A Relevant and Applicable Geography
Adriana Martinez, Geography, Southern Illinois University Edwardsville
Geography as a discipline combines the study of physical landscapes with examinations of culture and society, weaving together influences and outcomes to enable a more nuanced understanding of the world around us. It asks student to critically examine why certain phenomenon happen in one location and not another. Through this study, students begin to ask questions across a broad range of subjects that begin with the concept of place.
For example, the human-environment aspect of our program weaves two distinct sub disciplines together in a way which builds students' understanding of how society influences the landscape around us and how that landscape influences our actions. Geography trains students to be successful in many fields that look at aspects of our world with the human-environment lens. In particular, our program emphasizes Development Studies, Globalization Studies, Regional Geography, Sustainability, and Urban Studies. Each of these in their own way allows students to understand how their lives are impacted by the environment and society surrounding them. For example, one Area of Specialization (AOS) here in the Geography Department at SIUE, Sustainability, requires students to gain a breadth of knowledge in Geography-bridging Biogeography (GEOG 316) with the Geography of Food (GEOG 405) and Global Climate Change (GEOG 430) with the Geography of World Populations (GEOG 300). In addition, the University encourages Interdisciplinary Studies (IS) courses where two faculty members from departments across campus come together to teach a melded topic with cultural and environmental significance. The Sustainability AOS suggests Natural Resources: Issues and Conflicts (IS 334), Global Problems and Human Survival (IS 336) and Living Ecologically (IS 363). Through the Geography program and the Areas of Specializations available to students, students discover new ways to understand the world around them and gain the knowledge and skills to change that world for the better. Students see that Human-Environment relationships are important and the systems they have studied can affect lives. Through their geography courses, students learn about the impacts that complex human-environment relationships have and how these interactions impact their everyday lives.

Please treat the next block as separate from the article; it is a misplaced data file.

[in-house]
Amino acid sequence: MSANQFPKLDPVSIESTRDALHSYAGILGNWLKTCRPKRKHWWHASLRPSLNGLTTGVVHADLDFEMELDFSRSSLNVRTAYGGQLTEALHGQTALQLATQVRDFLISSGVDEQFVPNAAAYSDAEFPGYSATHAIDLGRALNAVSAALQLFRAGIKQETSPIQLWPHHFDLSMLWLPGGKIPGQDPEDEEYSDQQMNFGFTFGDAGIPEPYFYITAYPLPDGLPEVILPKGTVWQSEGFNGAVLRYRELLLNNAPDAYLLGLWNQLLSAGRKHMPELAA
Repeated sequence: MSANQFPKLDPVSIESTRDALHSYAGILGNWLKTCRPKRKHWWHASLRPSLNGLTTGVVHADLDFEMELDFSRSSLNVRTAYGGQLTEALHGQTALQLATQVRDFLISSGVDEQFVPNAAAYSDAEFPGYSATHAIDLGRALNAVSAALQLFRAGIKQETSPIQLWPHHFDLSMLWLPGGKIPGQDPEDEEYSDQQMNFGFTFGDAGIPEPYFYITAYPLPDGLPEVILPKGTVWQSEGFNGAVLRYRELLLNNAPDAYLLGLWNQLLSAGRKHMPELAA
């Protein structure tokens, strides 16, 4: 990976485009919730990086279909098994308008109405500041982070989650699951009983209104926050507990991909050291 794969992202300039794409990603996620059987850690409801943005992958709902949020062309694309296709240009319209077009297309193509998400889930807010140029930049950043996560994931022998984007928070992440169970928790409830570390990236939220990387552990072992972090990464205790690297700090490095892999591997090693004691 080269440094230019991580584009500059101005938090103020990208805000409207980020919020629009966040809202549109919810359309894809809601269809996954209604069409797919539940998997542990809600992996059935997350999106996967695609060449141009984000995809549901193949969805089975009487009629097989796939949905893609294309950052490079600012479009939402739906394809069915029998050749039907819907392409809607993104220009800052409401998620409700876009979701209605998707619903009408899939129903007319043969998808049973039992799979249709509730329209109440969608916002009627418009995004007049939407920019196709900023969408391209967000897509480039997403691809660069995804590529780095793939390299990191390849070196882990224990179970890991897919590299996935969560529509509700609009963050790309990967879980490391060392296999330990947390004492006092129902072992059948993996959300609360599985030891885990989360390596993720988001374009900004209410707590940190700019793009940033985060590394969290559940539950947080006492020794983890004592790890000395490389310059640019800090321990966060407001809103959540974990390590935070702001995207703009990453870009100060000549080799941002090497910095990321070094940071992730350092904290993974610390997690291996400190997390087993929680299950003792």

Geography's strength, its breadth, is also sometimes a hindrance for minority students in that while a geography major is widely applicable, one career path is not always apparent. A small study conducted by a colleague of mine in the Geography Department at SIUE revealed that minorities in particular, including women students, were less likely to choose geography as a major because a career path was not clear. However, as a department, we have the opportunity to circumvent these misconceptions. For example, after taking our courses, students learn that previous graduates have gone on to use their geographic skills working at the Army Corps of Engineers, GeoEye, Missouri Botanical Gardens, the National Park Service, Census Bureau, Laclede Gas Company, Monsanto, Tetra Tech, the City of Belleville, Metro Transit St. Louis, and the National Geospatial-Intelligence Agency. Therefore, I believe that our program contributes to success in that once a direct career path is expressed to the students, it is clear that employment within the St. Louis area and elsewhere is attainable. In addition, the number of minority faculty members has a direct relationship with the number of minority students. For example, approximately 10 years ago multiple women were hired as faculty members and there was a distinct increase in the number of female majors. Increasing minority faculty numbers will have an effect on minority student numbers as well.
Our Geography program also provides students with much needed skills in the workforce that make our graduates readily employable. One such skill is the ability to use geospatial technologies like GIS (Geographic Information Systems) to address problems and devise solutions. Many employers in the St. Louis area and elsewhere are in need of students that possess these skills. Our geographers also learn critical thinking skills throughout their coursework and particularly when conducting their capstone course-the Senior Assignment (SA). During SA, students work one on one with a faculty member to address a problem, which includes data collection, processing, and analysis. The department as a whole gathers at the end of each semester so students can showcase their final product. Here the students learn to examine a problem, devise methods and present their work to a broad audience, all skills required by employers. In addition, students learn technical skills during their project, such as data analysis, and work one on one with a faculty member, building their skills to work in groups and with colleagues. While often under appreciated by students, "soft skills" such as problem solving and working well with colleagues are highly valued by potential employers.